CSUN student strategizes for chess success

Haig Amloyan plays chess outside of Manzanita Hall on May 2, 2022, in Northridge, Calif.

David Olvera, Reporter

Amid the campus’ quiet buzz lies a challenger presenting a game. The sun’s warm glow washes over Haig Amloyan as he presents a chessboard to anyone looking for a match. Seated between the CSUN Campus Store Complex and Santa Susana Hall, the chessboard, all 32 pieces and Amloyan wait for a worthy opponent.

Amloyan knew what it meant to be a competitor early in his life. He played soccer from when he was 5 years old, and went on to participate in the California Cup twice as a teenager. Eventually, he took up swimming and started competing in both sports until he was around 15 years old.

He continued to play competitive sports until he was injured in a diving accident, when a teammate dove into the pool and landed on top of him. The impact shattered his collarbone and shoulder blade.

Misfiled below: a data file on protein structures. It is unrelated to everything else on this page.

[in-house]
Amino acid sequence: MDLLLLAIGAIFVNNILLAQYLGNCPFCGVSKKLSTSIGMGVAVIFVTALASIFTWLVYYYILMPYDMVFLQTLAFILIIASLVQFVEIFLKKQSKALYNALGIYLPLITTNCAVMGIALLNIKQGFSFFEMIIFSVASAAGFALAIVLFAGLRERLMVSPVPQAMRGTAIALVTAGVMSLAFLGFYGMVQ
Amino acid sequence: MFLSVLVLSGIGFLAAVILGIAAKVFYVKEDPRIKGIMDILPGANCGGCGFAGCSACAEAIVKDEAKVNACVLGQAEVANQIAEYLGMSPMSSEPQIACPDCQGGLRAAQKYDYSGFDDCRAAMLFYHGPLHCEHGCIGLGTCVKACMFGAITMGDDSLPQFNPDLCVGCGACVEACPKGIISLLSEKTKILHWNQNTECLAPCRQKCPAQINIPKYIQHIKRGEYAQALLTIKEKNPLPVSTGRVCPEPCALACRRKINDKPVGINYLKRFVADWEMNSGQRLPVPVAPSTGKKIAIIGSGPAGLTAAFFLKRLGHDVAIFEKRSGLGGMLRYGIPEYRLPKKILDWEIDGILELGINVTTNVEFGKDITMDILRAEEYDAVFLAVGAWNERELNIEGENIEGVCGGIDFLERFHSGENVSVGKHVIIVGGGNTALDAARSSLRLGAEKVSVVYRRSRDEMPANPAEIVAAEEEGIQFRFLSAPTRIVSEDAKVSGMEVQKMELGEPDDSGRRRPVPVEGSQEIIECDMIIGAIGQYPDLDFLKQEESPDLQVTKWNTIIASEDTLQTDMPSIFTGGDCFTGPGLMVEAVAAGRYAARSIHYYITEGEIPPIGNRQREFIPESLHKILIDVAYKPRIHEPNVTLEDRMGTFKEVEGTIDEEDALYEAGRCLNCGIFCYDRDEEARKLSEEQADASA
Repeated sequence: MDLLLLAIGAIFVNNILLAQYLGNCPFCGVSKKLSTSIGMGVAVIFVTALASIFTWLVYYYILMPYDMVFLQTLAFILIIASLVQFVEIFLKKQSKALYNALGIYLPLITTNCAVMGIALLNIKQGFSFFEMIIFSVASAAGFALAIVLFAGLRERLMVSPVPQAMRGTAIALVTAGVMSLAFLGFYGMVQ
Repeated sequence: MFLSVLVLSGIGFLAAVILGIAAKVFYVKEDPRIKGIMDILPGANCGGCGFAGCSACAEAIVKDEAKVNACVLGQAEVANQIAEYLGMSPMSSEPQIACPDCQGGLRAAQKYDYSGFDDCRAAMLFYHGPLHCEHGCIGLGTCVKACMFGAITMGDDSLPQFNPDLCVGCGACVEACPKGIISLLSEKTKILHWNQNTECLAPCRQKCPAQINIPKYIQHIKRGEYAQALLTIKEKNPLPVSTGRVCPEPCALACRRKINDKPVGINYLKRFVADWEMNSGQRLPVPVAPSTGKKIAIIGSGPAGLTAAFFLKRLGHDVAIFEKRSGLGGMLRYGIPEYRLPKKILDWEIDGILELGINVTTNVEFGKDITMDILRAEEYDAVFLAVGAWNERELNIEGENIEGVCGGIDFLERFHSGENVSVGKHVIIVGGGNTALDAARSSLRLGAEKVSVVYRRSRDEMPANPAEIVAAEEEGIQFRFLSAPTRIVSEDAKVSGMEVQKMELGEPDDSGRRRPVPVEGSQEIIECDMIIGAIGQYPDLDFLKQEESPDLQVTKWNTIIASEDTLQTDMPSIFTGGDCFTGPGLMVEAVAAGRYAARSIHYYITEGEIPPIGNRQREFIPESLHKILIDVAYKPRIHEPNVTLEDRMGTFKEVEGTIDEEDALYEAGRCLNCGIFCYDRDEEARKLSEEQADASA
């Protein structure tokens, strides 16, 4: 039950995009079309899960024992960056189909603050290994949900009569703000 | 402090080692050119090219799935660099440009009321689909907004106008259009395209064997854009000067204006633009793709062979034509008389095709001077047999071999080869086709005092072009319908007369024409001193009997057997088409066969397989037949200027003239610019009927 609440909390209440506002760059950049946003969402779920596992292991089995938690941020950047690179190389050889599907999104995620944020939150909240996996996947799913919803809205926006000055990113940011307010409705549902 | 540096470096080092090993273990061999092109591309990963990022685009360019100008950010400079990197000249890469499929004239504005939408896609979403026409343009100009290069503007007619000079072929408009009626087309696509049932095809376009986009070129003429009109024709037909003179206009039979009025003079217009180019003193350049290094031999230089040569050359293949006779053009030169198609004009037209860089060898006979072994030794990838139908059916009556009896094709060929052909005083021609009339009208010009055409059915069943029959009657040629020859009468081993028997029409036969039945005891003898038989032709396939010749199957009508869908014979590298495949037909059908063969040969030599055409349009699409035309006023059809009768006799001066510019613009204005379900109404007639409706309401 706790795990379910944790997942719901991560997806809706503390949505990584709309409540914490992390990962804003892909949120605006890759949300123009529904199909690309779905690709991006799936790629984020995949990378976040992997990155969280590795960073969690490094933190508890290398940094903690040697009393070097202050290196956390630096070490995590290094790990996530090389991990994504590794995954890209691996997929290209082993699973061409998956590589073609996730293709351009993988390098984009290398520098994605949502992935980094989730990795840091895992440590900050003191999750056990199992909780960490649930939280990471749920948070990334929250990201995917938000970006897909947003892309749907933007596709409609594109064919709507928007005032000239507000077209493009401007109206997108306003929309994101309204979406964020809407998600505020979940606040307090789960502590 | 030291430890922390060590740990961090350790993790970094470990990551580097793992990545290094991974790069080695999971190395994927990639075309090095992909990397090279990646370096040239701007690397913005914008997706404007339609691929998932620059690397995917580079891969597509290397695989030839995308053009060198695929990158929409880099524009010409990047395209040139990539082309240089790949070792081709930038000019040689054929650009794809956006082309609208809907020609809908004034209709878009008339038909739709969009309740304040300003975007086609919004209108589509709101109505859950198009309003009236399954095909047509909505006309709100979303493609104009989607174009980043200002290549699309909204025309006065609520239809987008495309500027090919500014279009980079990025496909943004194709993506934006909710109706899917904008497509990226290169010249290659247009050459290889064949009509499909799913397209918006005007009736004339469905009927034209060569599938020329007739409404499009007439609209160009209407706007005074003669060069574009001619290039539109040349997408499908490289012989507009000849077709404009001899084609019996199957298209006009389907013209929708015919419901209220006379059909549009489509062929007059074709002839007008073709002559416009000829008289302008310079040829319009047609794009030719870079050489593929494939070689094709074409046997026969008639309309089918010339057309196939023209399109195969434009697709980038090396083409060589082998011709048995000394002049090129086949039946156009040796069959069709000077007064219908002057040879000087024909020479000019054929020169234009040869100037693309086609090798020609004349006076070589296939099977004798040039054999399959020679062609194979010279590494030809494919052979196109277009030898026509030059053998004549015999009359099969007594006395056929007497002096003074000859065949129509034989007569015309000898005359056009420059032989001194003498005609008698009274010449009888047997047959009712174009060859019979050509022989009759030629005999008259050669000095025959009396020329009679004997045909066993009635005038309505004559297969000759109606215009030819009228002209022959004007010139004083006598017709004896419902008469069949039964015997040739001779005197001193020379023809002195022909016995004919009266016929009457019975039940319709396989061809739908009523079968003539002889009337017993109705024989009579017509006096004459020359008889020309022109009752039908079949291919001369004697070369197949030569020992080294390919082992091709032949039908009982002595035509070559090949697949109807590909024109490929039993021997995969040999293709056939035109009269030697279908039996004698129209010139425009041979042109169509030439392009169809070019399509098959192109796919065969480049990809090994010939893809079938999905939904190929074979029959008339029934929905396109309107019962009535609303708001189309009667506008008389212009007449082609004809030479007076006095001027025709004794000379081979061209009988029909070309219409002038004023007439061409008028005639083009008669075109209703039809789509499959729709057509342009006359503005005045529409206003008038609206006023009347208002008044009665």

Both of Amloyan’s brothers are athletes, and his family values sports and competitiveness, so he still wanted to compete regardless of his injury.

Then, he found chess.

“I think the only difference between swimming and chess is the creativity,” Amloyan said. “Chess really does bring out a creative side that I had to learn. That was something that I grasped really heavily, and it’s paying off well in chess.”

Amloyan often plays chess online for fun using a website called Chess.com, where people can choose to start a chess game with customizable training robots or other online players. The website also allows visitors to watch livestreams of online chess matches, similar to Twitch, and learn how to play the game.

However, chess is something far more serious to Amloyan. It is ingrained in his culture and, as an Armenian, chess is an important part of his identity. Chess is taught as a subject, considered an elective and played as a sport in Armenia, according to Amloyan.

Although he looks up to various Armenian chess players, Amloyan’s role model is Tigran Petrosian, who held the chess world champion title from 1963 to 1969.